*Because Egypt is not dependent on rain, it will suffer some other punishment, presumably that described in v12.
Zechariah 14: 12As for those peoples that warred against Jerusalem, the Lord will smite them with this plague: Their flesh shall rot away while they stand on their feet; their eyes shall rot away in their sockets; and their tongues shall rot away in their mouths.
It is worthy to note that the judgment for not celebrating Sukkot in the Messianic Kingdom will be the withholding of rain. Since Sukkot celebrates the fall harvest, it is traditional in the Jewish community to begin the prayers for the winter rains essential for the upcoming year at this time. When Yeshua returns to establish the long-awaited Kingdom, all people who have been redeemed by his sacrifice will gladly celebrate Sukkot in all its fullness.
LEVITICUS 23:33The Lord spoke to Moses, saying: 34Say to the Israelite people: On the fifteenth day of this seventh month there shall be the Feast of Booths to the Lord, [to last] seven days. 35The first day shall be a sacred occasion: you shall not work at your occupations; 36seven days you shall bring offerings by fire to the Lord. On the eighth day you shall observe a sacred occasion and bring an offering by fire to the Lord; it is a solemn gathering: you shall not work at your occupations.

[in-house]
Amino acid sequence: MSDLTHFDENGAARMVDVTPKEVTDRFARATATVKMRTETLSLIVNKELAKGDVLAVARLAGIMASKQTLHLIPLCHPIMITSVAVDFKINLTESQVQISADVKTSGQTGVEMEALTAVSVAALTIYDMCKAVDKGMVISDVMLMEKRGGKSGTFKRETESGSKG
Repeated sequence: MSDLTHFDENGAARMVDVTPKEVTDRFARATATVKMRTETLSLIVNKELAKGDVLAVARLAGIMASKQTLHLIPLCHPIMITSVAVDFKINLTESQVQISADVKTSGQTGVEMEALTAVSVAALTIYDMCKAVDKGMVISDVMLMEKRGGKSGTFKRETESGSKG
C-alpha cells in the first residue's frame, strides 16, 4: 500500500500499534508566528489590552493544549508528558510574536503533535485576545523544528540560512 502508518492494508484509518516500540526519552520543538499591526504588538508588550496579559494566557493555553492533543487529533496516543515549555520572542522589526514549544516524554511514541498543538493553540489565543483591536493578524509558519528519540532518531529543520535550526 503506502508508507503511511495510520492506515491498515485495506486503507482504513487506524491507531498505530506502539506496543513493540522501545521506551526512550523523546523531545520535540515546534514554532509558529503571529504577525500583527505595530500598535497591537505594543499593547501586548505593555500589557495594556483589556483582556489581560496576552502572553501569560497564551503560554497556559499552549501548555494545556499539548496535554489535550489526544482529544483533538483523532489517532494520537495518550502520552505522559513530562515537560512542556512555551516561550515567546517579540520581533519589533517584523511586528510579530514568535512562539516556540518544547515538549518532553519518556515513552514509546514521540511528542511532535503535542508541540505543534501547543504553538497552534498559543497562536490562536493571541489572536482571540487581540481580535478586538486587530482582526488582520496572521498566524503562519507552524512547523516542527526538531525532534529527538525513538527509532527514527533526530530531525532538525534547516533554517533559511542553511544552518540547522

The eighth day is understood to be similar to the Feast of Shavout (Pentecost). In the Spring there are the seven days of Pesach followed by Shavout 50 days later. Shavout seems to be the conclusion of Pesach and Sukkoth is concluded by Shemini Atzeret, another day, or an extra day. Almost like God wanted the feast to linger just a little longer, one more sacred occasion to spend with His people.
In the Diaspora, where all feast days are extended by an additional day, the ninth day has become a day to celebrate the Torah. Simchat Torah (rejoicing of the Torah) is a very exciting time. The Torah scrolls are taken out and paraded around the synagogue with singing and dancing. Around and around the synagogue the celebration continues until all adults have had a chance to carry and dance with a Torah scroll. Then the last chapter of Deuteronomy is read excluding the last verse. The joy of the Torah does not come to an end, it continues on and on. The scroll is rolled back to Genesis and the first verse is read, and so the Joy of the Torah continues. The study of Torah continues.
Stern, D. H. (1998). Complete Jewish Bible: an English version of the Tanakh (Old Testament) and B’rit Hadashah (New Testament) (1st ed., Le 23:32–44). Clarksville, MD: Jewish New Testament Publications.